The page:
The London-based studio McCloy + Muchemwa was tasked with transforming the dark, dusty and asbestos-riddled garage into a safe and attractive outbuilding in the clients’ rear garden.
As a consequence of spending more time at home during the Covid-19 lockdowns, the clients wanted to restore the existing outbuilding into a usable space for hobbies and DIY.
The self-build project’s small budget informed an approach that focused on simple adaptations, upgrading the existing structure and reusing materials wherever possible.
“The internal timber structure was largely sound, if a little haphazard, so to minimise the quantity of new materials added, a ‘surgical’ approach to refurbishment was chosen,” explained McCloy + Muchemwa.
“Improvements to the building fabric promise to extend the working life of the structure and have been undertaken to minimise the waste taken off site.”
A priority of the renovation was the removal of the damaged roof, which contained asbestos. Sections of timber affected by rot were also replaced.
The original blockwork walls were retained and sealed with exterior-grade paint to improve their longevity.
The converted garage, named The Orangery, now houses a storage area for large items such as bikes and lawnmowers, alongside a hobby zone with a workbench and further storage for power tools and gardening equipment.
Much of the furniture used inside is either upcycled or made from recycled building materials. Storage units are raised off the floor on wheels and can be reconfigured if required.
An extension to the existing structure contains an “orangery”, or greenhouse, which is used for growing food. This timber-framed addition is clad with polycarbonate panels that allow light to reach the planters, shelves and potting table inside.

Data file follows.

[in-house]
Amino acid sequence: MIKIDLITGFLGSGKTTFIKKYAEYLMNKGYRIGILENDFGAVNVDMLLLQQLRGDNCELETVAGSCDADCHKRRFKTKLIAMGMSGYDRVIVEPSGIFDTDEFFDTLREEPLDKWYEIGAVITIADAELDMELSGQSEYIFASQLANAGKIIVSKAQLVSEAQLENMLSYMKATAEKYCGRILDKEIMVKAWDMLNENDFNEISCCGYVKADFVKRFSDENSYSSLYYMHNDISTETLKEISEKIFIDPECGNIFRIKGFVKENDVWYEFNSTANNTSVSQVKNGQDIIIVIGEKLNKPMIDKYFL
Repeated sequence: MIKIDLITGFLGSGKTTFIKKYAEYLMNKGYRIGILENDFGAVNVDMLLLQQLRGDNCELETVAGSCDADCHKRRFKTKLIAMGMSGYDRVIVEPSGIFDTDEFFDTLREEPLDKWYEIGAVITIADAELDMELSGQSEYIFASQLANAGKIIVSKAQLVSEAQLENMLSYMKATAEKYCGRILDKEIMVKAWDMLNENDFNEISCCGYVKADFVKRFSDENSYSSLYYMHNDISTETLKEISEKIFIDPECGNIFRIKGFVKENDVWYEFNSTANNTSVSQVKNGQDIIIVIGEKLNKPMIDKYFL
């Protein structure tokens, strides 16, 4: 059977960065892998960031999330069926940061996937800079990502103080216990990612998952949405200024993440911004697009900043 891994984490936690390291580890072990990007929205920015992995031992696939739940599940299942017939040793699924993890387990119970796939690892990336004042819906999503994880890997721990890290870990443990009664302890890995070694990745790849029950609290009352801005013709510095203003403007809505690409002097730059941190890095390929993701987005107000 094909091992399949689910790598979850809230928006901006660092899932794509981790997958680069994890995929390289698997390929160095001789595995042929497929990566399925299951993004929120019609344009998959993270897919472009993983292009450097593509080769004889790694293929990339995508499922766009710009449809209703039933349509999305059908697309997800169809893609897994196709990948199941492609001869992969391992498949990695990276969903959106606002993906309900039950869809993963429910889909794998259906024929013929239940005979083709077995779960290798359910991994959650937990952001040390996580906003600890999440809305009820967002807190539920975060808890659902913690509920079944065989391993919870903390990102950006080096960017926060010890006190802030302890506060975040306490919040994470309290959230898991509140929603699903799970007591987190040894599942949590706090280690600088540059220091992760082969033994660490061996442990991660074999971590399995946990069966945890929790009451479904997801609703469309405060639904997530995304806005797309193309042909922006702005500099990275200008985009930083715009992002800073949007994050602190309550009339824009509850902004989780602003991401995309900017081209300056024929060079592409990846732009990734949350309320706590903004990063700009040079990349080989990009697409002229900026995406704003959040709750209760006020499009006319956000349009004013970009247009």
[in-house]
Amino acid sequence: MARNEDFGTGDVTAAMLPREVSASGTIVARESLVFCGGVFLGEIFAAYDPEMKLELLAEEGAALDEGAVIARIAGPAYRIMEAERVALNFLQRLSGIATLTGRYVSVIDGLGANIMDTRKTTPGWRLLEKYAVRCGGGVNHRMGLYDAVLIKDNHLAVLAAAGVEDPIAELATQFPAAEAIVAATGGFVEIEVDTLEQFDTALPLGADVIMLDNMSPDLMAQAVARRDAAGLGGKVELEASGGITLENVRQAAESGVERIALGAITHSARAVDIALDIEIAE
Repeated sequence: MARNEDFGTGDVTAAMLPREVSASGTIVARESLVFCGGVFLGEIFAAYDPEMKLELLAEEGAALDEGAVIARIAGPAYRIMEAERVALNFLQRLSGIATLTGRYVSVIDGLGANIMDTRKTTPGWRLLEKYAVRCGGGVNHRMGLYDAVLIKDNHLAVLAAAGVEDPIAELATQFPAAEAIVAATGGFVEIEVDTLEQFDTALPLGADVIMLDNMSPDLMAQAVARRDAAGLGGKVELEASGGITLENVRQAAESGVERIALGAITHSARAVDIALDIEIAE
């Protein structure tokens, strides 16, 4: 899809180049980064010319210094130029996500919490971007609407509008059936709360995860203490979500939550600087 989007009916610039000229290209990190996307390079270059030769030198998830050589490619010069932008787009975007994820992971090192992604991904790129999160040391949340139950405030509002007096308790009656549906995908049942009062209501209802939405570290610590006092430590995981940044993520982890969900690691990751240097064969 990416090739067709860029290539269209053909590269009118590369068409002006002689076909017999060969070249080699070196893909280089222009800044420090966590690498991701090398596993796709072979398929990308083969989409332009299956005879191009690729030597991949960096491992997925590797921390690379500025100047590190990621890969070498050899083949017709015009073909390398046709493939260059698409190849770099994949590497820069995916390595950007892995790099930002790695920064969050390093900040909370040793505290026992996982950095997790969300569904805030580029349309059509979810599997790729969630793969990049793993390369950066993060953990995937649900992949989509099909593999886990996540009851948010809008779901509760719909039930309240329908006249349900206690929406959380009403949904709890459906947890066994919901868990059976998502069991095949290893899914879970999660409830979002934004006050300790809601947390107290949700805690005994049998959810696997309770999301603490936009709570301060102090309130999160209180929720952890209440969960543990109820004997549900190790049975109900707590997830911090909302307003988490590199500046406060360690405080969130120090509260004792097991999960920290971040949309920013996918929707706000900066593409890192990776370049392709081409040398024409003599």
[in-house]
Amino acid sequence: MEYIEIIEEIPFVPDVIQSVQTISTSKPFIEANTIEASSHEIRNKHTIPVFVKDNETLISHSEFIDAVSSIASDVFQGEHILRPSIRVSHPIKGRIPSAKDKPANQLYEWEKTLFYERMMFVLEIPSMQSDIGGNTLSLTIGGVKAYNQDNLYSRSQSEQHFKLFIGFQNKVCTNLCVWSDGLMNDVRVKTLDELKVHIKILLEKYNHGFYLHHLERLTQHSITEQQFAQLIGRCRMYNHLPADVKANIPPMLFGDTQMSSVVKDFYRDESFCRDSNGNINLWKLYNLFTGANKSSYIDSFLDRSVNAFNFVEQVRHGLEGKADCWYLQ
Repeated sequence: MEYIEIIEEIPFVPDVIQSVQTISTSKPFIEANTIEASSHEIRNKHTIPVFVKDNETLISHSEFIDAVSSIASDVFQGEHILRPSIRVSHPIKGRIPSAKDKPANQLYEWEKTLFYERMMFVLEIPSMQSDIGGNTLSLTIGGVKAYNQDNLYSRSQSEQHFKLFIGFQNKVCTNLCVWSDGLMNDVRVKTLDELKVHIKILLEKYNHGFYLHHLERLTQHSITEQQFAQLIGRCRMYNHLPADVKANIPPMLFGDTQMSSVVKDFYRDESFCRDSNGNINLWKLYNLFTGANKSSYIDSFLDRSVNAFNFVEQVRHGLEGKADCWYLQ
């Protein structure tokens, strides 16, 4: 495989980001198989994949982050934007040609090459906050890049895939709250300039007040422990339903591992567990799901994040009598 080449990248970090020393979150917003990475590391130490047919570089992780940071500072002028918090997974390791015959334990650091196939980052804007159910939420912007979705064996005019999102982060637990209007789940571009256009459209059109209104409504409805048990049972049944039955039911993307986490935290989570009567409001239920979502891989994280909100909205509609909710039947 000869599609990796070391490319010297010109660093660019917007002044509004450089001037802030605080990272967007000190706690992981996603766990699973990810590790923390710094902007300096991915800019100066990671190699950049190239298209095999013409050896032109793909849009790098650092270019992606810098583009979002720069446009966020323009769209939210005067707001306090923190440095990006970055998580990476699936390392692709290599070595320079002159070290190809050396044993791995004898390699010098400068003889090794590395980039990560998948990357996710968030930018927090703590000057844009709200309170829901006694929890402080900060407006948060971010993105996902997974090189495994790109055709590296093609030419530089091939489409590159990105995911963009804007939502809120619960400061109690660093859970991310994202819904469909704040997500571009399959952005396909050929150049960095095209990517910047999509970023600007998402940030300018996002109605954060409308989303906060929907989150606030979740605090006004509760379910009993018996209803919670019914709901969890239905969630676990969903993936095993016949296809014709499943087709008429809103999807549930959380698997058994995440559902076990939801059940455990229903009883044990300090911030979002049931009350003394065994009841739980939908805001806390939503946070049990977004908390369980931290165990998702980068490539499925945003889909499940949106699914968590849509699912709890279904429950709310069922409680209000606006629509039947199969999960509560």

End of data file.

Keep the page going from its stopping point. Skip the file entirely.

The woodwork inside the greenhouse and garage is painted a vibrant shade of orange to evoke the aesthetic of the high-tech architecture movement and, in particular, the work of the late architect Richard Rogers.
Elements such as the angular shelf brackets, simple hairpin table legs and castors are finished in the same industrial orange hue.
The garage is illuminated naturally by daylight entering through a triangular opening on the gable end connected to the greenhouse and a new pyramid-shaped window on one side.
Corrugated black metal cladding applied to the building’s walls and roof was chosen to emphasise the colours in the garden – an approach that the architects said “references classical still-life paintings”.
The simple colour palette of orange and black creates consistency throughout the design, along with a recurring triangular motif.
The same colour scheme and design language are applied to a pergola added to the rear wall of the clients’ house.
This seven-metre-long structure provides a sheltered outdoor space and incorporates drainage for collecting rainwater used in the garden.
Elsewhere in England, architect Richard John Andrews also recently completed a multifunctional outbuilding for his garden in east London, and Invisible Studio created a translucent model-making shed for its self-built studio in Bath.
McCloy + Muchemwa was founded by Steve McCloy and Bongani Muchemwa in London in 2017. Its work ranges in scale from architecture to objects, such as the undulating yellow bench that it designed for the London Festival of Architecture in 2018.
The photography is by Simon Kennedy unless stated.
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